Another image I found on DCDIG. From a story in the Washington Post, there was a large, popular regatta in Georgetown out on the Potomac and a pleasure boat sank, with ten drowning victims. The helpless crowd that gathered was large and there were photographers covering the race who also managed to photograph the scene of the tragedy.

The images are fascinating for me, as they portray what the waterfront was like just prior to the introduction of the B&O railroad to the scene. Six years after this photo was taken, B&O trains would be plying the street trackage along this waterfront. In fact, there are buildings in this photo that are still extant today! See this image from Google Maps showing one of the oldest buildings in DC still standing. Unfortunately it’s just the facade, but still impressive! The location of the photographer is approximately 32nd and Water street, but out in the Potomac. (obviously)

Another interesting article: https://chroniclingamerica.loc.gov/lccn/sn84026749/1904-08-15/ed-1/seq-1/

https://dcpubliclibrary.tumblr.com/post/164176912521/dcpl-special-collections-librarian-jerry-mccoy

1936 Flooding in Georgetown – Aqueduct Bridge & Boathouse

I just stumbled on this image over at DCDIG which shows the flooding in Georgetown on Mar 19, 1936. The Georgetown Branch ran from the right side to the bottom, through the arch of the old Aqueduct bridge and toward the photographer. If you look carefully you can see the old cast iron DUAL telltales in the foreground! They span the right of way and warned brakemen of the approaching arch. Remember, brakemen rode the roofs of cars back in the older days. The Potomac Boat Club boathouse survives to this day, as does the arch of the Aqueduct bridge.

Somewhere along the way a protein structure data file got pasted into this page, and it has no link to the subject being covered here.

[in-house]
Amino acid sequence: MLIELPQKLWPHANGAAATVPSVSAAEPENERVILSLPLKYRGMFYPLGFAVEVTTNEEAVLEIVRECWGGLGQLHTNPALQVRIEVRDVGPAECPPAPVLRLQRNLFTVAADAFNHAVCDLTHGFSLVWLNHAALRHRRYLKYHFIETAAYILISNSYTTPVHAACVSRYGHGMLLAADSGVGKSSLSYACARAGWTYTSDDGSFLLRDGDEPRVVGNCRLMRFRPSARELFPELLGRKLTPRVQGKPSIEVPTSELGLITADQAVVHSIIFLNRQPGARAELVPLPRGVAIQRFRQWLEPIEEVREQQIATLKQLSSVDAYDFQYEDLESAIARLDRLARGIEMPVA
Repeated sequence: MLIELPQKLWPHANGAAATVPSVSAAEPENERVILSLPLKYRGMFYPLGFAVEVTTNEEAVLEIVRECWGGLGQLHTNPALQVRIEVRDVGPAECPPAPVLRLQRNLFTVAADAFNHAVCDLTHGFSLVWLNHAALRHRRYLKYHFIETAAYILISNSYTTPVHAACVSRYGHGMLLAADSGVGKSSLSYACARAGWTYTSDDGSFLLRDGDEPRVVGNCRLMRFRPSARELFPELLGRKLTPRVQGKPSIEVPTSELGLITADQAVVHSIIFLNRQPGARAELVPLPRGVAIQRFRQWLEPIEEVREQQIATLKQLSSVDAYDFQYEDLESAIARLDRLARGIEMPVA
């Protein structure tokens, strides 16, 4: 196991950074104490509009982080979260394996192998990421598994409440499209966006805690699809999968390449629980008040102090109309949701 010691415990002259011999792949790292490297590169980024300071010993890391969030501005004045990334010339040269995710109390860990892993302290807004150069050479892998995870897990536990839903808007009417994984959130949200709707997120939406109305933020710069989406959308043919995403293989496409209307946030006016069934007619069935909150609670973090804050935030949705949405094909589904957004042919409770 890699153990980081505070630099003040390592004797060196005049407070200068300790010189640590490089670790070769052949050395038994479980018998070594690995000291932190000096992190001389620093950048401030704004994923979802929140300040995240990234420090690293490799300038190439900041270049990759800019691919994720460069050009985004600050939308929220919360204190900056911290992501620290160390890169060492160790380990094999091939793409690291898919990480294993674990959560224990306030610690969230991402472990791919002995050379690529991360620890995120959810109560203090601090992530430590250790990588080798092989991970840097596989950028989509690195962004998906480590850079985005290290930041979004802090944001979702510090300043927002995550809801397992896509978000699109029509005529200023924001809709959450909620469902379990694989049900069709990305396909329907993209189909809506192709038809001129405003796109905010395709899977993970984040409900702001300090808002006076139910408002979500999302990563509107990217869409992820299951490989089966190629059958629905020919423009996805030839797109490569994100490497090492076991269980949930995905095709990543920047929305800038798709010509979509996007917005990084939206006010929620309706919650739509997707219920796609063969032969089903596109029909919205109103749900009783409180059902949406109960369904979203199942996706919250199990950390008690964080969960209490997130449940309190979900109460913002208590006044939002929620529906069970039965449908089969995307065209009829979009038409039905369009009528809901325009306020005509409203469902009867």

1936 Flooding in Georgetown
Mar 19, 1936: Flood of the Potomac River on Water Street covering much of the Potomac Boat Club boathouse. Five individuals stand atop the Aqueduct Bridge looking down at the floodwaters.

 

Freight Cars at the Lincoln Memorial Construction Site

I’ve always kept an eye out for photos showing freight cars at the Lincoln Memorial, as all of the stone for the Memorial was brought down the Georgetown Branch and onto a temporary branch extension that was laid from the end of the GB, across Rock Creek, down along the Potomac River and over to the construction site. The cornerstone was laid on Feb 12, 1914 so one can reasonably assume that track was laid at some point the previous year when construction began on the massive footings. Foundation work was completed in 1915 and work continued steadily until the Spring of 1917 when the US entered WWI. In Dec 1919 & Jan 1920 the Lincoln statue was assembled. The dedication was on 5/30/1922. So, for roughly ten years the GB was extended to the work site, bringing in the massive marble blocks and pieces needed for one of the most impressive monuments in the US. Pretty neat!